OUR AMAZING 21ST CENTURY
Medical science has made great strides with illnesses that, not too long ago, afforded very little hope for the patient. In some cases, even the ‘man on the street’ has become part of the remedy. Bone marrow transplants are a case in point. Bone marrow transplants have become the cure for a wide variety of life-threatening diseases ranging from many types of cancer to immunodeficiency syndromes and anemias.
WHAT IS BONE MARROW?
Bone marrow is the soft tissue inside a bone which produces the body’s blood cells (red cells, white cells and platelets).
WHAT ARE STEM CELLS?
Stem cells are immature blood cells produced in the bone marrow. They can develop into red blood cells, white blood cells, and platelets.
HOW DOES A TRANSPLANT EFFECT A CURE?
A transplant donated by a healthy person can help patients with serious diseases live longer and healthier lives. If the bone marrow is damaged, the new cells produced will also be damaged. A replacement of undamaged cells will enable the body to produce healthy blood cells, thus creating the cure.
WHAT DISEASES HAVE BEEN FOUND TO BENEFIT FROM A BONE MARROW TRANSPLANT?
AML, ALL, CLL, CML, Juvenile myelomonocytic leukemia, Hodgkin lymphoma, non-Hodgkin lymphoma, severe aplastic anemia, Fanconi anemia, Paroxysmal nocturnal hemoglobinuria, Pure red cell aplasia, Amegakaryocytosis/congenital thrombocytopenia, SCID, Beta thalassemia major, Sickle Cell Disease, Krabbe disease, Hurler syndrome, MLD, ALD
EXACTLY WHAT IS TRANSPLANTED?
Three sources of cells used for transplants are:
- Bone marrow (BM)
- Stem cells from peripheral blood (PBSC)
- Blood collected from the newborn’s umbilical cord after its birth (CB)
The doctor doing the transplant chooses the source most appropriate for the patient, taking into consideration the needs and preferences of the donor.
WHAT IS THE DIFFERENCE BETWEEN AUTOLOGOUS AND ALLOGENEIC STEM CELL TRANSPLANTS?
An autologous transplant involves only the patient’s own stem cells which are then transplanted back into the patient several days later after high doses of chemo and sometimes radiation. An allogeneic stem cell transplant is done using cells from another donor.
WHY CAN’T ANY KINDLY PERSON DONATE HIS MARROW?
Human leukocyte antigens (HLA) are proteins that are present in most body cells. These antigens help identify tissue types. The immune system utilizes HLA antigens in order to identify the cells that belong in the body and the cells that do not belong in the body. If the system recognizes cells very different from itself, it will reject them.
In one’s tissue-typing system, there are two groups of antigens. One group is inherited from the mother and the other group from the father.
HLA proteins are important in determining the compatibility of donors and patients for a stem cell transplant. In order to match tissue types for a transplant, the compatibility of ten of the donor and patient antigens are checked (generally, A, DR, C, B, and DQ).
When the transplant center, to which the blood samples were sent, examine the level of compatibility, they check the genetic similarity of the patient’s and the donor’s tissue types. Usually, a compatibility of at least 8 out of 10 antigens is necessary in order to approve a donor for a transplant.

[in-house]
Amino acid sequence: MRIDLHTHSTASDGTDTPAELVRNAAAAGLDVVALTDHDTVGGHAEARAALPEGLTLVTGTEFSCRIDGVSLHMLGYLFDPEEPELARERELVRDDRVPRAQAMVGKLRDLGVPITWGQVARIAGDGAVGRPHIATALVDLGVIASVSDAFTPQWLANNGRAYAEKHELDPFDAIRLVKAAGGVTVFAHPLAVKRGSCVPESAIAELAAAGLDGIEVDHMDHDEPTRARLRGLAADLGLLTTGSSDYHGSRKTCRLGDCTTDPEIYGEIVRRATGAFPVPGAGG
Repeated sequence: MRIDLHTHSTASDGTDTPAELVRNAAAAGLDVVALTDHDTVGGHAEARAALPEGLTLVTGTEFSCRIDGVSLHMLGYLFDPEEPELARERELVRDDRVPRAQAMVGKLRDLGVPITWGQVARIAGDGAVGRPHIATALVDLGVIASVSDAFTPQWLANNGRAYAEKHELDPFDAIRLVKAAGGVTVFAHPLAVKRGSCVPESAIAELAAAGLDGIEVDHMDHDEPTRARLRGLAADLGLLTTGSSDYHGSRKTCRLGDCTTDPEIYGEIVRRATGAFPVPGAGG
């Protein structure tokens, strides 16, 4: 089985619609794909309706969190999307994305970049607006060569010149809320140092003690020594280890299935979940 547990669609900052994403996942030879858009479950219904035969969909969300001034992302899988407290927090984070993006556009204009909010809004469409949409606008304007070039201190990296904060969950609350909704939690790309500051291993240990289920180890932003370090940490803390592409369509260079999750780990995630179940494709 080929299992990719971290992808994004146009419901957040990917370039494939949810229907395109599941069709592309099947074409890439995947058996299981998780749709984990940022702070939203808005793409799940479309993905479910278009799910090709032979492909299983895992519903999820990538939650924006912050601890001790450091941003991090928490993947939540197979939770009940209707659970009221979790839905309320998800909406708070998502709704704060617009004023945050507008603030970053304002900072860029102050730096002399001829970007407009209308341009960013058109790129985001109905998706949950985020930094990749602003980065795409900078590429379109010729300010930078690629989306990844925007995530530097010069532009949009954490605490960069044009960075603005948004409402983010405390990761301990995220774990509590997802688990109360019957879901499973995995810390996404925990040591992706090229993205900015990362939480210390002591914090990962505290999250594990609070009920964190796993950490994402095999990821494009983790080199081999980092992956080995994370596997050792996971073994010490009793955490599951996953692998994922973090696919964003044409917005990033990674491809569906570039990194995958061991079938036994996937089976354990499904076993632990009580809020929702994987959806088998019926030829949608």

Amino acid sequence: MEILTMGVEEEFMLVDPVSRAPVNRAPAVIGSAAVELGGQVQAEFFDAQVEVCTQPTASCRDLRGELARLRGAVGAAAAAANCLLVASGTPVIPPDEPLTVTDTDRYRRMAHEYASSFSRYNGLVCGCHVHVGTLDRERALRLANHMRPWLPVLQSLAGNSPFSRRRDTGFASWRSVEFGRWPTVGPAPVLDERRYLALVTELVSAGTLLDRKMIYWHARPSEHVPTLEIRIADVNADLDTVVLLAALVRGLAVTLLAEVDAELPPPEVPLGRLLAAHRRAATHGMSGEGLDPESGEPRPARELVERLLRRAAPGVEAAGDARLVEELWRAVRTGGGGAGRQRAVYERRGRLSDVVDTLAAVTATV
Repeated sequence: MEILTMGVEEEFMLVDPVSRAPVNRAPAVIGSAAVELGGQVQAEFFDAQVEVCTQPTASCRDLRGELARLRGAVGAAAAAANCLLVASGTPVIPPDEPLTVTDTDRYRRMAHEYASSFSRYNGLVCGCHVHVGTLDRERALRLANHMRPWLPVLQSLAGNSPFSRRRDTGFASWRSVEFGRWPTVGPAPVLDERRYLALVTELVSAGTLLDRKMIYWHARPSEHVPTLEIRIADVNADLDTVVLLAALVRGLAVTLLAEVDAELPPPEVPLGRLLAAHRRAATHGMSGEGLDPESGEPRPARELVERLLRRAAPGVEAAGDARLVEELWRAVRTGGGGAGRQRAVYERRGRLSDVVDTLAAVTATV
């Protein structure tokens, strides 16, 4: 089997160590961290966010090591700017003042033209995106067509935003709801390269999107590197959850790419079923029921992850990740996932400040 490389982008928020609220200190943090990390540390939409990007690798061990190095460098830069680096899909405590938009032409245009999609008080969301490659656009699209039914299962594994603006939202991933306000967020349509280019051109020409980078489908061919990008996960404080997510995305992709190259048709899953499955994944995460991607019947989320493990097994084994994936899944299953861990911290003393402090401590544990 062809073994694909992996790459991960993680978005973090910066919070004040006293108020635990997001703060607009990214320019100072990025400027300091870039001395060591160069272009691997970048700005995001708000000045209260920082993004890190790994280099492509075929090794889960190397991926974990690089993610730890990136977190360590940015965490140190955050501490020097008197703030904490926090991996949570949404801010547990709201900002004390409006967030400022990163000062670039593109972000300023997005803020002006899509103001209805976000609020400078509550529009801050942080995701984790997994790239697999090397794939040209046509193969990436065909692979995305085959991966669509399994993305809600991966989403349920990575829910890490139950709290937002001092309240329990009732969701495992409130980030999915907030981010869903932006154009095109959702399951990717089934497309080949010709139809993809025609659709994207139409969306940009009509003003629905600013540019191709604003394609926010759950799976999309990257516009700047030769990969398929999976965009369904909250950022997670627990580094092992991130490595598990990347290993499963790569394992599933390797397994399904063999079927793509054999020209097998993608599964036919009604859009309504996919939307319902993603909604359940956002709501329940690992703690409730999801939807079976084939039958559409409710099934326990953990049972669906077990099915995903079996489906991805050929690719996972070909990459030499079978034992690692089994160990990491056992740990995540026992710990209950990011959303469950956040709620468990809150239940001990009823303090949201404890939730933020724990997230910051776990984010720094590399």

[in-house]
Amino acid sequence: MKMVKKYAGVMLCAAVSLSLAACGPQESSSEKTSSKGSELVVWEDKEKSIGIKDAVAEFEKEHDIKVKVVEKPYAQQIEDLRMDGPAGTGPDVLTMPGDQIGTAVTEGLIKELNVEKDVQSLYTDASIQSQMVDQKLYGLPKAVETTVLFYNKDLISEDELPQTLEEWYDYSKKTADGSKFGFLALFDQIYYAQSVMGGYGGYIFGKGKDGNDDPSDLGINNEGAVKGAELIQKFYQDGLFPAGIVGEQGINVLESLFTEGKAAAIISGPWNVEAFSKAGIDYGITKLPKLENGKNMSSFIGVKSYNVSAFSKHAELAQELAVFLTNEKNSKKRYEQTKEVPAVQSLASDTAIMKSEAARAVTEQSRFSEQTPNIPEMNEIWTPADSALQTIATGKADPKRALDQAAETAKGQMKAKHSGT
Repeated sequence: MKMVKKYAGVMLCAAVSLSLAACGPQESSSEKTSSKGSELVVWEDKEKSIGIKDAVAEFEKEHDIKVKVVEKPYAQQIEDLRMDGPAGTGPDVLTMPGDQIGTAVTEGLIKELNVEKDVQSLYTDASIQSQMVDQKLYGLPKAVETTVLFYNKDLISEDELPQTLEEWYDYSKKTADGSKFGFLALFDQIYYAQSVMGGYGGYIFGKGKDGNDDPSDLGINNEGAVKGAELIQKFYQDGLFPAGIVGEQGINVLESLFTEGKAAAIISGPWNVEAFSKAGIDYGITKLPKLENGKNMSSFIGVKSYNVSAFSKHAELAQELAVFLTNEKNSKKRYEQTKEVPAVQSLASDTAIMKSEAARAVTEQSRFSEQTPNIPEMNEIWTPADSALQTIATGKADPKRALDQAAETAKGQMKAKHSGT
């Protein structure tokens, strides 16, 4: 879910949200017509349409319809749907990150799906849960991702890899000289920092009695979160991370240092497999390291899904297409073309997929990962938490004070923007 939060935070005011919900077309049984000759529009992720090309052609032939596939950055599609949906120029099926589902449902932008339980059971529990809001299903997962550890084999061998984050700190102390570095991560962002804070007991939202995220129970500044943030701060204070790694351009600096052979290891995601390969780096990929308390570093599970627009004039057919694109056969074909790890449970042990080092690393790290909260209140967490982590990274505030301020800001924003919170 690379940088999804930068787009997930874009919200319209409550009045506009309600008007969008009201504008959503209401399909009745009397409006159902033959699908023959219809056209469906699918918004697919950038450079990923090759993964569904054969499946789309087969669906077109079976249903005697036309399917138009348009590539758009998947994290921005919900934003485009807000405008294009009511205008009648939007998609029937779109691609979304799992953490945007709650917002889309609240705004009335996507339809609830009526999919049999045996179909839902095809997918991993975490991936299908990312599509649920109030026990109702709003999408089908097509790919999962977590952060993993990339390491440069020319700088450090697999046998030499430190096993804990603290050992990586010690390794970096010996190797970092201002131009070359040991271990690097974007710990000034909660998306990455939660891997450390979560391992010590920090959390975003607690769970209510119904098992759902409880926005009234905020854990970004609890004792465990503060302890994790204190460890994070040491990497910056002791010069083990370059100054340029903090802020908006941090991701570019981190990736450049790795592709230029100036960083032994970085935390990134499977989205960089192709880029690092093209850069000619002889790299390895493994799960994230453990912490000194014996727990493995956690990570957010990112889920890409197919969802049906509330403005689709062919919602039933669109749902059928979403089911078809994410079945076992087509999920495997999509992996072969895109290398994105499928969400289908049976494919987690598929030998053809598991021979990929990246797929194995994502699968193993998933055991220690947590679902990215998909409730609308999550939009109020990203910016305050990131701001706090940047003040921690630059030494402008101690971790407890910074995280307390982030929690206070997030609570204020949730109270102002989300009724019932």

WHY IS GENETICS A SUCH A MAJOR FACTOR?
Strict matching is necessary since the key to a successful replacement is genetics. If the donor matches the recipient, the transplant is not likely to be rejected and the chances of success are excellent. A sibling is a good choice.
WHAT IF THERE IS NO SIBLING AVAILABLE OR THE SIBLINGS’ DNA DO NOT MATCH?
A request is then sent by the oncology clinic to a universal registry which will search its database for a compatible potential donor. A match may be found among the patient’s neighbors or it may be a resident of a country across the ocean. The potential donor is usually thrilled to become a crucial part of a life-saving medical miracle.
ARE ALL REGISTRIES THE SAME?
If the patient is a member of a minority ethnic group and a Registry which focuses on that ethnic group exists, a request is sent to that Registry thus greatly increasing the chances of finding a match.
HOW DOES THE REGISTRY DETERMINE DNA?
The new registrant swabs the inside of his cheek with a Q-tip. The saliva is then analyzed for its genetic components. DNA testing is costly ($50 per test) which is why a registry must put a cap on the amount of registrants it can accept. When donations are made by the public, the increased funding enables the registry to grow, thus boosting the chances of a positive response to each search request.
WHAT IS THE DIFFERENCE BETWEEN A BONE MARROW TRANSPLANT AND A STEM CELL TRANSPLANT?
Both are the same as far as results are concerned. However, the method of harvesting the stem cells differs. Not that long ago, stem cells were obtained from bone marrow taken from the donor. This procedure was painful for the donor and often discouraged the donation. One cannot imagine the devastation by the patient and his family when a perfectly matching donor refuses to go ahead.
WHAT IS THE PROCESS OF STEM CELL DONATION? IS THERE PAIN INVOLVED IN STEM CELL DONATION?
In recent years, the cells are harvested from the donor’s blood. Medication is given to the donor beforehand to increase the stem cells in his circulatory system. Blood is then taken much the same as when donating a pint of blood. The stem cells are extracted from the blood which is then given back to the donor. The process continues for hours but the donor is kept comfortable during the whole procedure.
In some cases, minor discomfort such as muscle aches are felt but these soon disappear. The tremendous emotional satisfaction as he watches that little ‘bag of life’ taken to his soon-to-be blood brother will eradicate any lingering pains.
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